Factors Affecting Satisfaction on Online Education on Students Digital Teaching Page in Ho Chi Minh City, Vietnam

Doan Huynh Mai Anh


Student satisfaction is of utmost importance to universities. Understanding that problem, factors affecting the satisfaction of online education on the digital teaching page of students in Ho Chi Minh City were studied to give suggestions to universities to improve the satisfaction of online education. satisfaction as well as the quality of online teaching. From the theoretical basis and research model of the available studies, we have adjusted and come up with our formal research model. The research methods are qualitative and quantitative methods. The questionnaire was processed by SPSS with techniques to evaluate the reliability of the scale through Cronbach Alpha coefficient, EFA factor analysis to identify groups of variables to include in multiple regression analysis. The results showed that there are two groups of variables affecting student satisfaction arranged in descending order: Lecturer and Interaction, Course overview. An overview of studies in the world shows research on factors affecting online learning. Studies in the world conducted from 1989 to the present have changed a lot in terms of research contents and methods with many different angles in many countries. Meanwhile, in Vietnam, studies on this issue have only been carried out in recent years, mainly in the direction of assessing the impact of factors on learning outcomes without any comprehensive research. assess the factors affecting student satisfaction, propose measures suitable to the current context to overcome, and have a better overview of the problem. Therefore, this study was conducted to fill in this research gap.


Digital teaching; Online education

Full Text:



Arbaugh, J. B. (2000). How classroom environment and student engagement affect learning in Internet-based MBA courses. Business Communication Quarterly, 63(4), 9-26.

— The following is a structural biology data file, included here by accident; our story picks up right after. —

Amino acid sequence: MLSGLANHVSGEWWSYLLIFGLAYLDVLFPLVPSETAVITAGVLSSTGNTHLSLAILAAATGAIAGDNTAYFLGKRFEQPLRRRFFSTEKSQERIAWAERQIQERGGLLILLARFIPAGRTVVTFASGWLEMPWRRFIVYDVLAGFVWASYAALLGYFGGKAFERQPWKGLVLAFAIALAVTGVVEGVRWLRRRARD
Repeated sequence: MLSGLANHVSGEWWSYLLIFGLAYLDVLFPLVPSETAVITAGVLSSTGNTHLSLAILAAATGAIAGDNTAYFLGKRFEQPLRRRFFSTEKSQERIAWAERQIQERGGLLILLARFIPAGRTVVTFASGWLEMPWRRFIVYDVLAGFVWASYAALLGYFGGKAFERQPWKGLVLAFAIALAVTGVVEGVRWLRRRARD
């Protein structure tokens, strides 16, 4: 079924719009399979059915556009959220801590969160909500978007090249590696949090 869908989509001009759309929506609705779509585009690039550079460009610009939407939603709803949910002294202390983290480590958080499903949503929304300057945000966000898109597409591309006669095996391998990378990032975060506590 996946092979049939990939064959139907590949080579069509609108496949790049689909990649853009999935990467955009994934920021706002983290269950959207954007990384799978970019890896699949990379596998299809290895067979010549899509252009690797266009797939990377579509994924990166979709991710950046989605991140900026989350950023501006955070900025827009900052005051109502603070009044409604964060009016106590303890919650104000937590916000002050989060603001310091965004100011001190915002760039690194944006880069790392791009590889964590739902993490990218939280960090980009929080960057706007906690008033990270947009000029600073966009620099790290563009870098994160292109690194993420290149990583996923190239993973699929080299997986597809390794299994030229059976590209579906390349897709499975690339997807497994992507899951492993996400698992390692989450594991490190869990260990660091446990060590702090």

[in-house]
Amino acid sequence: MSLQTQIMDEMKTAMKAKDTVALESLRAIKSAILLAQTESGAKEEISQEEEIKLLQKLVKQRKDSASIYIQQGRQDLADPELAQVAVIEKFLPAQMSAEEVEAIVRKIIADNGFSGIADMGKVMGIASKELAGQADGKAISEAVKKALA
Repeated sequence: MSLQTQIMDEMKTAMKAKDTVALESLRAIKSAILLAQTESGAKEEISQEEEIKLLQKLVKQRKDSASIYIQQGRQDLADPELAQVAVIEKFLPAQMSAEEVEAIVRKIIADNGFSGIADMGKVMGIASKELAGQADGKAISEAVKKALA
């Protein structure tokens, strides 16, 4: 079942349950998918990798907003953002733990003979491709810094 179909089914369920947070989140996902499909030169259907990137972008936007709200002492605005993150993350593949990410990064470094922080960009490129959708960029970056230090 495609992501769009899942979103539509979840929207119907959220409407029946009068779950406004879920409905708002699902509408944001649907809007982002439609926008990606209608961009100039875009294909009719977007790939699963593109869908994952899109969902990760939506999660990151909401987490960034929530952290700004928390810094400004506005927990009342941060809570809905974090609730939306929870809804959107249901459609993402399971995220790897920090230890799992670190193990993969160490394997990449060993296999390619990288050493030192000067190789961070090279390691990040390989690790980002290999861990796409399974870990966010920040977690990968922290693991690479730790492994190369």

Butler, D. L., and Winne, P. H. (1995). Feedback and self-regulated learning: A theoretical synthesis. Review of Educational Research, 65(3), 245-281.

Chen, C. S. (2002). Self-regulated learning strategies and achievement in an introduction to information systems course. Information Technology, Learning, and Performance Journal, 20(1), 11.

Chi, M. T., and VanLehn, K. A. (1991). The content of physics self-explanations. The Journal of the Learning Sciences, 1(1), 69-105.

Dembo, M. H., and Eaton, M. J. (2000). Self-regulation of academic learning in middle-level schools. The Elementary School Journal, 100(5), 473-490.

Graham, M., and Scarborough, H. (2001). Enhancing the learning environment for distance education students. Distance Education, 22(2), 232-244.

LaRose, R., and Whitten, P. (2000). Re‐thinking instructional immediacy for web courses: A social cognitive exploration. Communication Education, 49(4), 320-338.

Ley, K. (1999). Providing feedback to distant students. Campus-Wide Information Systems, 16(2), 63-69.

Swan, K. (2006). Online collaboration: Introduction to the special issue. Journal of Asynchronous Learning Networks, 10(1), 3-5.

Trong, H., and Ngoc, C. N. M. (2008). Analyze research data with SPSS. Hong Duc Publishing House, 32, 96-103.


  • There are currently no refbacks.

Copyright (c) 2021 Indonesian Journal of Multidiciplinary Research

Creative Commons License
This work is licensed under a Creative Commons Attribution-ShareAlike 4.0 International License.

Indonesian Journal of Multidiciplinary Research (IJOMR) is published by UPI